"Sometimes I bought Vogue instead of dinner. I found it fed me more."

I’m having a Carrie Bradshaw kinda week.
No sooner did I post that little diddy yesterday with a photo of Carrie and Big looking earnestly at each other, than I spied this neat invitation in my inbox.  Vogue is coming to Austin:

(Click to enlarge).
Did you know that Joan Didion, Patron Saint of My Laptop, used to write for Vogue?

Her very first job when she moved to New York was being a promotional copywriter for the magazine.  But eventually, she became … effing Joan Didion.

Anyway, today is another gray day in Austin — c’mon, weather!  Enough already! — so I thought I’d have some fun with this Vogue post.  Here are some vintage Vogue covers, and the intriguing little stories they tell about us.

October 1943.  Isn’t this interesting?  Not a cover model in sight.  But a telling caption nonetheless: “8 New Ways to Double Your Clothes Money.”  Ahh early 1940s … American ladies tentatively opening their pocketbooks back up after the Great Depression.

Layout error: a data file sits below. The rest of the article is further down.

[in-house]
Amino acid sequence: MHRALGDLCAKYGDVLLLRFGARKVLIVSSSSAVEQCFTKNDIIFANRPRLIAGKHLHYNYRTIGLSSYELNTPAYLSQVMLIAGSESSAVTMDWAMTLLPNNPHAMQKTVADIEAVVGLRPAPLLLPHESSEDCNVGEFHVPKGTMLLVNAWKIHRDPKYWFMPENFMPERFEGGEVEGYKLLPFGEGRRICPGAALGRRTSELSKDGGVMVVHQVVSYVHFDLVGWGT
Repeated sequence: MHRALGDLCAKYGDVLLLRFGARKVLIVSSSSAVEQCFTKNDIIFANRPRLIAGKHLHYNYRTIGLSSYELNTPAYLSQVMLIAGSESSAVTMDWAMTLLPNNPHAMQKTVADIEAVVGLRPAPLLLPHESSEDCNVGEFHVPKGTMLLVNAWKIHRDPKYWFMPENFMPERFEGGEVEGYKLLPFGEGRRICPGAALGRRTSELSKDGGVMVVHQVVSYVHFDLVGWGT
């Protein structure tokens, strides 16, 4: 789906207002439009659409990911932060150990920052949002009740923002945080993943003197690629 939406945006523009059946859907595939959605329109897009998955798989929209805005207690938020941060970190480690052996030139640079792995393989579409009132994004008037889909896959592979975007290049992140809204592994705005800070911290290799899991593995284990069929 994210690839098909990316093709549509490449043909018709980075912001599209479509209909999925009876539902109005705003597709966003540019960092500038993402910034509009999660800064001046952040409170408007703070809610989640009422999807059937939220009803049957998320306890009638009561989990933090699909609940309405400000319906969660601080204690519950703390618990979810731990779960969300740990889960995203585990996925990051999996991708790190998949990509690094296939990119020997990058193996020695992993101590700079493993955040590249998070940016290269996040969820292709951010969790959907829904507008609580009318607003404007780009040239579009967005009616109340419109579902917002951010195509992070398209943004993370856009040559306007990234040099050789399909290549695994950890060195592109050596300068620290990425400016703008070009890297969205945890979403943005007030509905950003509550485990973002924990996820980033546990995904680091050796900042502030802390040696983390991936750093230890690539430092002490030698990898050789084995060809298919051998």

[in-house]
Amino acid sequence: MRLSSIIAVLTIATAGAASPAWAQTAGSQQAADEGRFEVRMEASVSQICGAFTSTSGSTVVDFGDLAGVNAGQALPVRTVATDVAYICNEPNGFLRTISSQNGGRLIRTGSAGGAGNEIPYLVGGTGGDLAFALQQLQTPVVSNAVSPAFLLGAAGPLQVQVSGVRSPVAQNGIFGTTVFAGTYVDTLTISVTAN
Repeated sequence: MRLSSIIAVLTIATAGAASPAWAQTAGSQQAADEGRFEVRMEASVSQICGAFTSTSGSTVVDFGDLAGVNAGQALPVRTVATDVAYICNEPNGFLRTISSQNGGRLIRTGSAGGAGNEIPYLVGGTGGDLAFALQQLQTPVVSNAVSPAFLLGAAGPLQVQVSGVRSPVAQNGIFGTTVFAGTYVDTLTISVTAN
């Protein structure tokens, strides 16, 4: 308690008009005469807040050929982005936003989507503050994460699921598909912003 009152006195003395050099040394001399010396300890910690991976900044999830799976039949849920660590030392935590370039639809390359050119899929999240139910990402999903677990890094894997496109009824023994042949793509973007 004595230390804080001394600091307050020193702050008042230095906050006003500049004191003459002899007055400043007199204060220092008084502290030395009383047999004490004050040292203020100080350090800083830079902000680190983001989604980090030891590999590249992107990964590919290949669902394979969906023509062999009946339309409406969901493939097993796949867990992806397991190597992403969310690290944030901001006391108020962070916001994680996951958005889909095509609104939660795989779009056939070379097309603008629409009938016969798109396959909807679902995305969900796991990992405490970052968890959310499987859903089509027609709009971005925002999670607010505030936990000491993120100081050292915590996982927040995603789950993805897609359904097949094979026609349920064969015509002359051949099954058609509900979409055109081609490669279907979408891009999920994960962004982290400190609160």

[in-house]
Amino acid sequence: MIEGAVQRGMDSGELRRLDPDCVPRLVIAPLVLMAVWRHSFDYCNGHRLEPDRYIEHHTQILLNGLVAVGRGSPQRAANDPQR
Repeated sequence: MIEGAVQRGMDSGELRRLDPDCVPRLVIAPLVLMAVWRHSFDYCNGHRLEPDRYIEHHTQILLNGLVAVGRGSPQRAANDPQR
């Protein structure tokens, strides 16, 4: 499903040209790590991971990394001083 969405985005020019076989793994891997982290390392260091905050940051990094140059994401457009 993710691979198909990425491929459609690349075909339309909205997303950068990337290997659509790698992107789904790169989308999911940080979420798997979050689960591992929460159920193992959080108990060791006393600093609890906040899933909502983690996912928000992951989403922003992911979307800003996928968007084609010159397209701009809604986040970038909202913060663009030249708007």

April 1950.  Lady Gaga would dig the face netting, no?

The early 1950s were a cool time in graphic design:  Artists, fed up with patriotic and overly sentimental US images borne from their country’s wars, started getting a bit edgier.  Jasper Johns came of age in the 1950s, as did the Beats, writing on topics and in formats the reading public had never seen before.

For a decade with tend to think of as utterly conformist, you really can see the artistic experimentation everywhere — including Vogue.

January 1950.   Don’t you love this wild cover art?

August 1954, British Vogue.  Again with the cool, concept-y cover art!  I wish today’s women’s magazines embraced this bolder, experimental cover style.

And finally, just for kicks.  This has little to do with Vogue but everything to do with awesome, a photo shoot my fashion designer buddy Rene and I did recently at her boutique which involved her dog, Jack.

That’s Jack looking up at me; what you can’t see is a live rabbit in my arms!  (Also Rene’s).  

If Jack’s sweet doggy face looks a little perplexed, that is probably why.  “What is that creature she’s holding?”